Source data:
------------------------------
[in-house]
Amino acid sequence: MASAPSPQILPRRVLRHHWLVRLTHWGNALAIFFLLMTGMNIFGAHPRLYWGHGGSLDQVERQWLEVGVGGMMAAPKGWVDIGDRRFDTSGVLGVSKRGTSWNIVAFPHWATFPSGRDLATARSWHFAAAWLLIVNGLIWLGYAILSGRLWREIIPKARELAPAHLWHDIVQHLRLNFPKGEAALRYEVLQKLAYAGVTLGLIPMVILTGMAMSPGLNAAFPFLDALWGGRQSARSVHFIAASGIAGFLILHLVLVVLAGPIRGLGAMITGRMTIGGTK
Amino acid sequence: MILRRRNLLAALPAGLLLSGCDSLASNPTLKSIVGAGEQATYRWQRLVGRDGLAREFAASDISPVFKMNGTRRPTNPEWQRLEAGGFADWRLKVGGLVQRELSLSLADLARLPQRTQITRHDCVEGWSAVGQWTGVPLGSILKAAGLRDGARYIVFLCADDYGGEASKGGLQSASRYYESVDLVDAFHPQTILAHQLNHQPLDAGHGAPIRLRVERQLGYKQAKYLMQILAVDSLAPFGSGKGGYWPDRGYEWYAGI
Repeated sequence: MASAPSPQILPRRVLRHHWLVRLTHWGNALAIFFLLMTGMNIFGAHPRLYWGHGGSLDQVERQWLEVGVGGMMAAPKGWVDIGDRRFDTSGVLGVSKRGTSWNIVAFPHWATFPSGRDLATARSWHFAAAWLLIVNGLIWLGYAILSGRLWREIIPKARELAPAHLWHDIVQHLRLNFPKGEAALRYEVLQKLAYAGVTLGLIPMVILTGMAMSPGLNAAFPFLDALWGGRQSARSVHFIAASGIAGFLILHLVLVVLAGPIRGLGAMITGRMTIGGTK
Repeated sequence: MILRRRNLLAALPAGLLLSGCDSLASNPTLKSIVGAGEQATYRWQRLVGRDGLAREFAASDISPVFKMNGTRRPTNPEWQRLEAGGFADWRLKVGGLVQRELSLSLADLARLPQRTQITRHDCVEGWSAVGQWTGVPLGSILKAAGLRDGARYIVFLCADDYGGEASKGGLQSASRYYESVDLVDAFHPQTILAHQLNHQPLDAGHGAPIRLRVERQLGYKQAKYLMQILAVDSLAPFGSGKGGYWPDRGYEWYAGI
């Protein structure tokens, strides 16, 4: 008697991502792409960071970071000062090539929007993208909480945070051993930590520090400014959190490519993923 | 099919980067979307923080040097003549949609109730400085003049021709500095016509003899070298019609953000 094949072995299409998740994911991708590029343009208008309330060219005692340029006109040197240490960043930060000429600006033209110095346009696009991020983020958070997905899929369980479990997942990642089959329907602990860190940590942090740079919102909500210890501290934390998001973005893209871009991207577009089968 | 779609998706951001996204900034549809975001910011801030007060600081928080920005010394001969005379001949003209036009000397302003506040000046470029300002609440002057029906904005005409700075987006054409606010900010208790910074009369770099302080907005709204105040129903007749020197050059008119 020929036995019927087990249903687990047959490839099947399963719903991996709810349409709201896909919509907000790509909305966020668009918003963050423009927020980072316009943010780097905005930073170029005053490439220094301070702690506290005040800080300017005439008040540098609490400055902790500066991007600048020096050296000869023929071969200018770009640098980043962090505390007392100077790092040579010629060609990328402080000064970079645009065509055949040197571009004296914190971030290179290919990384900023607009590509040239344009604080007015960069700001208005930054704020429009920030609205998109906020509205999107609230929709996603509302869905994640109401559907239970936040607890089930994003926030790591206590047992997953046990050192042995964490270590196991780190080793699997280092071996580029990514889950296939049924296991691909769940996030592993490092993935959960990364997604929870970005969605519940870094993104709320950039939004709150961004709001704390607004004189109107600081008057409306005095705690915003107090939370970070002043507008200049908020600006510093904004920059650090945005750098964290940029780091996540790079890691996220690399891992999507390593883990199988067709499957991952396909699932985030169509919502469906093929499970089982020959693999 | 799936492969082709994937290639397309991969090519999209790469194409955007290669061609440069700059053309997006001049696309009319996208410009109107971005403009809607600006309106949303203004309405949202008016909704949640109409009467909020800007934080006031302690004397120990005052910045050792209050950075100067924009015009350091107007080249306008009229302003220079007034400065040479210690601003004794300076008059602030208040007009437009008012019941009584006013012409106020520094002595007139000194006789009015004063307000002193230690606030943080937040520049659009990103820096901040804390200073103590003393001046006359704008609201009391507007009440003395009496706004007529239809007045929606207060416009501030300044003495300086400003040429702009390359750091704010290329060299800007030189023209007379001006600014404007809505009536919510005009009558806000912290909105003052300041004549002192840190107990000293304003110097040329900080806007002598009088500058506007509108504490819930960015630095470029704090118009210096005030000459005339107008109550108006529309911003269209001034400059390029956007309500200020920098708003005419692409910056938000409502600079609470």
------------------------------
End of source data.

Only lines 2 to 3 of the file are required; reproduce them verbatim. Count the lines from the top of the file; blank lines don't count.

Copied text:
Amino acid sequence: MASAPSPQILPRRVLRHHWLVRLTHWGNALAIFFLLMTGMNIFGAHPRLYWGHGGSLDQVERQWLEVGVGGMMAAPKGWVDIGDRRFDTSGVLGVSKRGTSWNIVAFPHWATFPSGRDLATARSWHFAAAWLLIVNGLIWLGYAILSGRLWREIIPKARELAPAHLWHDIVQHLRLNFPKGEAALRYEVLQKLAYAGVTLGLIPMVILTGMAMSPGLNAAFPFLDALWGGRQSARSVHFIAASGIAGFLILHLVLVVLAGPIRGLGAMITGRMTIGGTK
Amino acid sequence: MILRRRNLLAALPAGLLLSGCDSLASNPTLKSIVGAGEQATYRWQRLVGRDGLAREFAASDISPVFKMNGTRRPTNPEWQRLEAGGFADWRLKVGGLVQRELSLSLADLARLPQRTQITRHDCVEGWSAVGQWTGVPLGSILKAAGLRDGARYIVFLCADDYGGEASKGGLQSASRYYESVDLVDAFHPQTILAHQLNHQPLDAGHGAPIRLRVERQLGYKQAKYLMQILAVDSLAPFGSGKGGYWPDRGYEWYAGI